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trianaentrevista

trianaentrevista

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Published by: cursodramaturgia on Apr 10, 2011
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12/25/2011

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José Triana 
an interview by Ricard Salvat introduction and translation by Joanne Pottlitzer 
 
95
J  oé  Ti  n
Introduction José Triana: Integral Poet 
I first met José Triana in 1968 in Havana. Cuba was the second stop of a six-week trip toLatin America with Richard Schechner to meet with theatre people. The Cuban visa, whichwe were finally granted in Mexico, had been difficult to obtain. So when we knocked on thedoor of Casa de las Américas,
1
a surprised Haydée Santamaría (Casa’s founding director,to whom I had written from New York) greeted us with, “What are you doing here?” Sincewe were on her doorstep, she graciously agreed to arrange a meeting for us with a group of Cuban theatre artists—among them, José Triana.Two years ago, when I visited him in Paris, Triana asked me to read the following inter-view, which his good friend Ricard Salvat had conducted in 2003 in Barcelona. I was struck by Triana’s candor as he revealed in vivid detail a deeply personal story. He describes hisexperiences in Cuba between 1959 and 1980—from the time he returned to Cuba from Spainto participate in the Revolution to the year he went into self-imposed exile.Through Triana’s recollections, we begin to see the gradual encroachment of a dictatorialsystem—counter to what Cuban intellectuals had expected from the Revolution—and theeffect it had on the lives of the artists and intellectuals. We learn of an unwitting denial by many in the theatre community of what was happening in Cuba, and ultimately their victim-ization by, or complicity with, the course the country was taking. We learn, from someonewho was on the inside, how politics manipulated and influenced the theatre scene.Triana also pays homage to the talents of his theatre colleagues, some of whom still liveand work in Cuba. And from his particular historical perspective, he chronicles the develop-ment of Cuban theatre from the 1930s until the time of his departure in 1980.Triana’s first play,
El mayor general hablará de teogonía
(The Major General Will Speak of Theogony), written in 1957 while he was living and studying in Spain, reflects a preoccupa-tion with power structures in societies and in families—a theme that appears in much of his
TDR: The Drama Review 51:2 (T194) Summer 2007. ©2007 New York University and the Massachusetts Institute of Technology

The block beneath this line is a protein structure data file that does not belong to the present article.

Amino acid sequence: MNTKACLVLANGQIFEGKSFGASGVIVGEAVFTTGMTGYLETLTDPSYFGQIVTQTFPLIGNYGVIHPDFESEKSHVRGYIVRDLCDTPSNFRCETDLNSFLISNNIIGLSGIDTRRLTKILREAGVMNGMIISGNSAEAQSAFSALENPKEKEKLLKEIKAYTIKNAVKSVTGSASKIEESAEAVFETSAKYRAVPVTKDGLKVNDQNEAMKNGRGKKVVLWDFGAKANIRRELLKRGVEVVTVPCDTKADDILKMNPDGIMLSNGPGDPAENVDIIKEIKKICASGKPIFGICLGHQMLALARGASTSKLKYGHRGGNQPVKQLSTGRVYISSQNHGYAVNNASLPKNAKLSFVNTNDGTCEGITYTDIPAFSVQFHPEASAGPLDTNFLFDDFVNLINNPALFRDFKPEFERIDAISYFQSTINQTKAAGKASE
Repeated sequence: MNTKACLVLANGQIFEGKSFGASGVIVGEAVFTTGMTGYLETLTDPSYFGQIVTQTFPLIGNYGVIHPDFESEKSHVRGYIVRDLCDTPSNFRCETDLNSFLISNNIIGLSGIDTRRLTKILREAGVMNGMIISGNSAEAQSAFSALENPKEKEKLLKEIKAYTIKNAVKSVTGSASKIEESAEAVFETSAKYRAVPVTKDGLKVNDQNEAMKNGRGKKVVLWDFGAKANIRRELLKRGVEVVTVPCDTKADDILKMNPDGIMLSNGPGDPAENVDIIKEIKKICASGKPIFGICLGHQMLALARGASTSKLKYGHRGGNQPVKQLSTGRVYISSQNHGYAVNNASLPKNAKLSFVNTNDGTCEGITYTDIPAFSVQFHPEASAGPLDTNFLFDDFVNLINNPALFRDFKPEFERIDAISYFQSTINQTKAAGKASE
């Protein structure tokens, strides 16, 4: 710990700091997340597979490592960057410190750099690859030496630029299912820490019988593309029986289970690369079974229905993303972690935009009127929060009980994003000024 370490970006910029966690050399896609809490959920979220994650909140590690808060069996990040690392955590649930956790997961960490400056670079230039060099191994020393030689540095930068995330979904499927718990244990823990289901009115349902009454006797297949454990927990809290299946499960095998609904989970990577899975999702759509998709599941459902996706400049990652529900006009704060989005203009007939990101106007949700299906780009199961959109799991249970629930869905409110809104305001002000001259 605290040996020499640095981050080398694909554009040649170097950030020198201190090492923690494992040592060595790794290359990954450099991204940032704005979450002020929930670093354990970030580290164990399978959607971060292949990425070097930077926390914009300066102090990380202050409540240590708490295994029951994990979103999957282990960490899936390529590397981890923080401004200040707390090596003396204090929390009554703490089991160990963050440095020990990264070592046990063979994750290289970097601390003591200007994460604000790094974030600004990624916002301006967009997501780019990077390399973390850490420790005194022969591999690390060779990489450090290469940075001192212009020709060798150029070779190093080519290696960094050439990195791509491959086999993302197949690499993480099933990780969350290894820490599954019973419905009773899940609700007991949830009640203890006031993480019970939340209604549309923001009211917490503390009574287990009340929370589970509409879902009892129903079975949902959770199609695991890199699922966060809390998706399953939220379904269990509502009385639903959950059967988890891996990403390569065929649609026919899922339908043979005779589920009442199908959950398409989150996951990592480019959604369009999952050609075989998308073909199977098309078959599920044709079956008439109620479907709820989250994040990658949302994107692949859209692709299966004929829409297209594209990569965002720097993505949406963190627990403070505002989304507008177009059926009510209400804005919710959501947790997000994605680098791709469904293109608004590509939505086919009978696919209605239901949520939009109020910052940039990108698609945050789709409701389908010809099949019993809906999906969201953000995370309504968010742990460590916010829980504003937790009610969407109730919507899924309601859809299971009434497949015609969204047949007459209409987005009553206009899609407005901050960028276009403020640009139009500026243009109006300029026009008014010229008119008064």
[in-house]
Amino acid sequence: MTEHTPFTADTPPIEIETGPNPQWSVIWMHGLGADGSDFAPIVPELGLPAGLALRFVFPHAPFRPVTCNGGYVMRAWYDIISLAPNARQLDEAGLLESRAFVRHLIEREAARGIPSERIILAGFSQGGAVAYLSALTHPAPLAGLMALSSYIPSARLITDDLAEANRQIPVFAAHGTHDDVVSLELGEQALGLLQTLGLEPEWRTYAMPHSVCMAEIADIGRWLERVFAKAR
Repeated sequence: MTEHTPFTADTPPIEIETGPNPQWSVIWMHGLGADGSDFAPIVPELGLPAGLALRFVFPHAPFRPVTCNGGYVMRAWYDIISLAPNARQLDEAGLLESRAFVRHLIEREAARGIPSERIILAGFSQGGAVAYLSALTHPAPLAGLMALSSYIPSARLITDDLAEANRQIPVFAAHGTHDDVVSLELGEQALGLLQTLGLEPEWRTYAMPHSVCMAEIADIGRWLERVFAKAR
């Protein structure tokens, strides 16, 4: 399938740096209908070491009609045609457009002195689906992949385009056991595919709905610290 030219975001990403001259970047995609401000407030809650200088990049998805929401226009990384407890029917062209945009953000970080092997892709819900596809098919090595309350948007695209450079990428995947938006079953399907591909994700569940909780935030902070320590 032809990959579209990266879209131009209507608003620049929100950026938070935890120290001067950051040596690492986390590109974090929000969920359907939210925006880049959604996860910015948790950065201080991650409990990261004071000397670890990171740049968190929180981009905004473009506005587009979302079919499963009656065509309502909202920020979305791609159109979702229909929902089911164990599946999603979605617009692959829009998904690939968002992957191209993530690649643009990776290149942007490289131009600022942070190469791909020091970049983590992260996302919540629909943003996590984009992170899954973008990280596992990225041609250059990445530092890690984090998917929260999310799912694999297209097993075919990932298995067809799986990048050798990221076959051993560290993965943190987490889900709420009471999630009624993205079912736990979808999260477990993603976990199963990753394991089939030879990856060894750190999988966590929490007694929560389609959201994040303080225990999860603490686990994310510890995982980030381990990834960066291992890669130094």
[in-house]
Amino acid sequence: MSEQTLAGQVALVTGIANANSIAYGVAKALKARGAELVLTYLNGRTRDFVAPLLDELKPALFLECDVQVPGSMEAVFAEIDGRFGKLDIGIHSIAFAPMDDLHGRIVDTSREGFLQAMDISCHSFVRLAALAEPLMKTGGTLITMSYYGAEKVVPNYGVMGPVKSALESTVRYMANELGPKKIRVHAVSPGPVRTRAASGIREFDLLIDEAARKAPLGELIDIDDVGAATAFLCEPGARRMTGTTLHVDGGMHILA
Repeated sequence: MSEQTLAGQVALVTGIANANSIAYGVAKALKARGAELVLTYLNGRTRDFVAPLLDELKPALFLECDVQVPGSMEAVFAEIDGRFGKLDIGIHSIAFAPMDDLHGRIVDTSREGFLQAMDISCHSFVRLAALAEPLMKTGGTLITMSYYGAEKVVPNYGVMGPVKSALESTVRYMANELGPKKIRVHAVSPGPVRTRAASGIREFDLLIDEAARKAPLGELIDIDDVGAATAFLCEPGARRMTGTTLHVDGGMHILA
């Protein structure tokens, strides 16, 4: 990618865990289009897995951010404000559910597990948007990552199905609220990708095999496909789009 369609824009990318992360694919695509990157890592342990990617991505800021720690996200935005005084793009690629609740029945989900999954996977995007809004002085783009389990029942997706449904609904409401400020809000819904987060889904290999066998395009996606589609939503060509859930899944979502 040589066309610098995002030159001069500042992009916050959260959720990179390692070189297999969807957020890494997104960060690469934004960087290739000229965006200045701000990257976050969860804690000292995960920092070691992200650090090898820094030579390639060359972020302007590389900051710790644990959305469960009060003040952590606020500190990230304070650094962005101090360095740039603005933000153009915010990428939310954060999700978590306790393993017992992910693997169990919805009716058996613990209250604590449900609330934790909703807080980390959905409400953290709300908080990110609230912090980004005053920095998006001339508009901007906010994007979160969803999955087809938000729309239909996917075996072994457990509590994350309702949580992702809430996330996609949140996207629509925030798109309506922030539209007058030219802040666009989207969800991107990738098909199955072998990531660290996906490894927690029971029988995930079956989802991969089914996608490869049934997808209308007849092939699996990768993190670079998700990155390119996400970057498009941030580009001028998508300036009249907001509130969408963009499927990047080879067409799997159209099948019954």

Figure 1. Lalo (Giorgos Dousis), playing his mother as a bride, in José Triana’s 
La noche de los asesinos
 (1964), directed by Yannis Petsopoulos. Polymichanoi Theatre Group, Athens, Greece, 2004. (Photo by Tasos Sklsbounos; courtesy of Polymichanoi Theatre Group)
Ricard Salvat is Chair of Scenic Arts at the University of Barcelona and one of the most impor-tant directors in Spain, having directed more than 160 plays. He is President of l’Associació d’Investigació i Experimentació Teatral (Association of Theatrical Research and Experimentation)and Editor of its magazine 
Assaig de Teatre
(Theatre Essays)
.
In 1960 Salvat founded, with María Aurelia Capmany, the Adrià-Gual School of Dramatic Art and in 1975, the Hospitalet de Llobregat School of Artistic Studies. He was director of the International Theatre Festival of Sitges from1977 to 1986. He has won the Lorca Prize, the Imre Madach Prize of Hungary, the ADB Prize, the National Theatre Award, and the Gold Medal of Cultural Merit of the Municipality of Barcelona.Joanne Pottlitzer, a freelance writer and theatre director, has produced many Latin Americanplays and is the winner of two Obie Awards. She has directed in New York City, Los Angeles, and Santiago, Chile, and has taught at Yale University, NYU, Hunter College, Brooklyn College, and Ohio University. Her articles have appeared in the 
New York Times
,
American Theatre
,
TDR 
,
 Review 
,
Theatre Journal
, Yale University’s 
Theater
, and 
PAJ
. She is currently writing a book,
Symbols of Resistance: A Chilean Legacy 
, about the influence of artists on the political process.
1. Casa de las Américas was founded in 1959 as a government center for research on, and the promotion of,South American and Caribbean cultures and literatures. It also sponsors the annual Casa de las AméricasLiterary Prize, a prestigious award for distinguished Latin American writers. Among its publications is
Conjunto
, a quarterly cultural magazine started in 1964.

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